Biosecurity protocols should also consider the threat of IAV infections from beyond humans and pigs. There have been instances of what were thought to be swIAV free herds in well ventilated and secure barns detecting avian influenza strains [81,82,83]. It was noted following detection of avian IAV strains in these herds that they use surface water from nearby ponds to clean out the pens between replacing stock. As the surface water was used by ducks and other waterfowl species that are known to excrete IAV in their faecal matter, it is plausible the water acted as the vector for IAV transmission [60, 61]. The biosecurity hazard of pooling water near-by, especially when used as a resource for cleaning pens exemplifies that anything entering a pig farm could be considered a risk for swIAV introduction.
For small scale holders the practical biosecurity measures differ from indoor systems. Although indoor housing systems have been observed to assist in harbouring endemic swIAV , on outdoor farms there is a scenario of not being able to exclude other IAV susceptible animals such as birds, cats and mustelids which creates a cauldron for IAV mixing from multiple hosts. However, for either farming system, knowing where breeders come from, quarantining new arrivals, receiving information of the previous owners swIAV management protocols and maintaining good hygiene practice where possible will contribute to reducing the prospect of swIAV becoming endemic.
Because of the low mortality, high morbidity and generally self-limiting nature of swIAV infections, it is not considered as a notifiable disease by the World Organisation for Animal Health (OIE) or the United States Department of Agriculture (USDA) [84, 85]. However, surveillance data optionally collated does help to understand the epidemiology and evolution of swIAV and can be applied to inform policy decisions. Because of its diversity and intrinsic mutability, knowledge of the prevalent genetic and antigenic landscape enhances the effectiveness of control measures in place. The more we understand about swIAV, the more targeted control measures can be. Up to date information on swIAV’s distribution and prevalence also plays an important role in ensuring that current vaccines remain relevant to the prevailing endemic strains .
Although knowledge acquired from surveillance does not directly control swIAV, the timely sharing of virology and epidemiology data to identify infection hotspots and transmission events within and between herds/species, allows us to gain insight into where novel strains are likely to emerge and respond to prevent further transmission and establishment in a population [80, 86]. Because of this the USDA established a national swIAV surveillance program after 2009  and Europe followed suit with the European Surveillance Network for Influenza in Pigs (ESNIP) . Further supporting surveillance is the establishment of OFFLU (www.offlu.net), a collaborative effort of experts on animal influenza aiming to promote animal influenza research and data sharing that is supported by the OIE and FAO . Given that the dynamics of swIAV infections have been reported to be both cyclical as in humans [59, 90], and persistent throughout the year , we should be aware that swIAV epidemiology is not necessarily directly translatable from human research.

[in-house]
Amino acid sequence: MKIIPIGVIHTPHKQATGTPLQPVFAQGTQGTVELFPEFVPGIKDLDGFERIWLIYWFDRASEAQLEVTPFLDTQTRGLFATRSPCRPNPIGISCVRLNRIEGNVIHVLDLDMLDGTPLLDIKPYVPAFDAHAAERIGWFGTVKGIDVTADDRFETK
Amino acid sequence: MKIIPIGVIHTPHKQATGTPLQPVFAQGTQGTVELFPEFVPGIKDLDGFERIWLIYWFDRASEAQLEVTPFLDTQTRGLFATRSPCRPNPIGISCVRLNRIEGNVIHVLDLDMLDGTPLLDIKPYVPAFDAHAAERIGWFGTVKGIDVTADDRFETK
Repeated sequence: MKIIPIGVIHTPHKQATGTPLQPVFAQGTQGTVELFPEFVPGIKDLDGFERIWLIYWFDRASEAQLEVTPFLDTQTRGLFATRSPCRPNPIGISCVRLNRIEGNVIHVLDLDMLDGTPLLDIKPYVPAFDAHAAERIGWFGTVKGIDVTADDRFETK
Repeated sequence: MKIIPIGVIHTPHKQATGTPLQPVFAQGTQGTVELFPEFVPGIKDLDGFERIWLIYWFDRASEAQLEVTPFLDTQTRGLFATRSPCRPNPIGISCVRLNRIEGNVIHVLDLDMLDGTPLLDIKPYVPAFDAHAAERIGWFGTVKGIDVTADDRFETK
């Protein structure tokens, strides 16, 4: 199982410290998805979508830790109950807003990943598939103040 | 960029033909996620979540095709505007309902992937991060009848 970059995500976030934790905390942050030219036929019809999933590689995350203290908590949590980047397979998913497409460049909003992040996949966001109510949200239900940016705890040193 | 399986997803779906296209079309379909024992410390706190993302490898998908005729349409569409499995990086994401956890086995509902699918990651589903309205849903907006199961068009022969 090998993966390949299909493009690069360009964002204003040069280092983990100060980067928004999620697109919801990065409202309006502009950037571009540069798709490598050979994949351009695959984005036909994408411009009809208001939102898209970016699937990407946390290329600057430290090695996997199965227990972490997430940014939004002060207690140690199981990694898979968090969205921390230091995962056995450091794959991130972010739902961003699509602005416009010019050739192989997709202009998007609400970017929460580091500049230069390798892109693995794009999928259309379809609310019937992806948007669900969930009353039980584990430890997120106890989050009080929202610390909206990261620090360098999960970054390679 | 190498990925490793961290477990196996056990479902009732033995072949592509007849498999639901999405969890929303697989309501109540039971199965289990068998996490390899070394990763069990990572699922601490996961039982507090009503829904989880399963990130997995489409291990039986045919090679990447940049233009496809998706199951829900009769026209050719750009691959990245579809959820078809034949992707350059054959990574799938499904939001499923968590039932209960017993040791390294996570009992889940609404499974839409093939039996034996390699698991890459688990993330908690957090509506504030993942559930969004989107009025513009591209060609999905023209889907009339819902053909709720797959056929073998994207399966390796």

Despite the overt swine health and swIAV control benefits derived from mass surveillance, efforts are sometimes impeded by concerns that public knowledge of the distribution or identification as a swIAV hotspot would reduce consumer appetite for pork products and damage the pig industry’s reputation. Concerns are also raised that even with the knowledge there is no cheap and genuinely reliable treatment and individual farms do not directly feel the benefit. If the surveillance data is held privately because of these concerns, it is only useful for understanding swIAV in a particular herd. Collaborative efforts will contribute much more to efforts to control swIAV by the pig farming community.
Surveillance data can be from simple diagnostics such as clinicopathology and post-mortem assessment of a carcass, however, these methods are limited by not providing definitive detection of IAV . For more reliable results, molecular diagnostic tools can assess viral antigens, nucleic acids or host antibodies that bind swIAV. Quantification of swIAV RNA by Reverse Transcriptase quantitative PCR (RT-qPCR) from a nasal swab measures the current viral load. Using conserved primers the RT-qPCR assay can accurately and relatively rapidly detect a broad range of swIAV subtypes . Downstream sequence analysis of amplified viral RNA can also provide insights into the evolution of swIAVs detected and can easily identify genomic reassortment if the full genome is sequenced [51, 92]. The falling costs and increasing ease of nucleic acid sequencing makes it increasingly attractive as a detection method as it has broader benefits of providing insights into the evolution and epidemiology of swIAVs as well as the capacity to identify genomic reassortment events. Current infections can also be detected with non-nucleic acid assays such as an enzyme-linked immunosorbent assay (ELISA) or during post-mortem by immunostaining fixed tissues for swIAV antigens .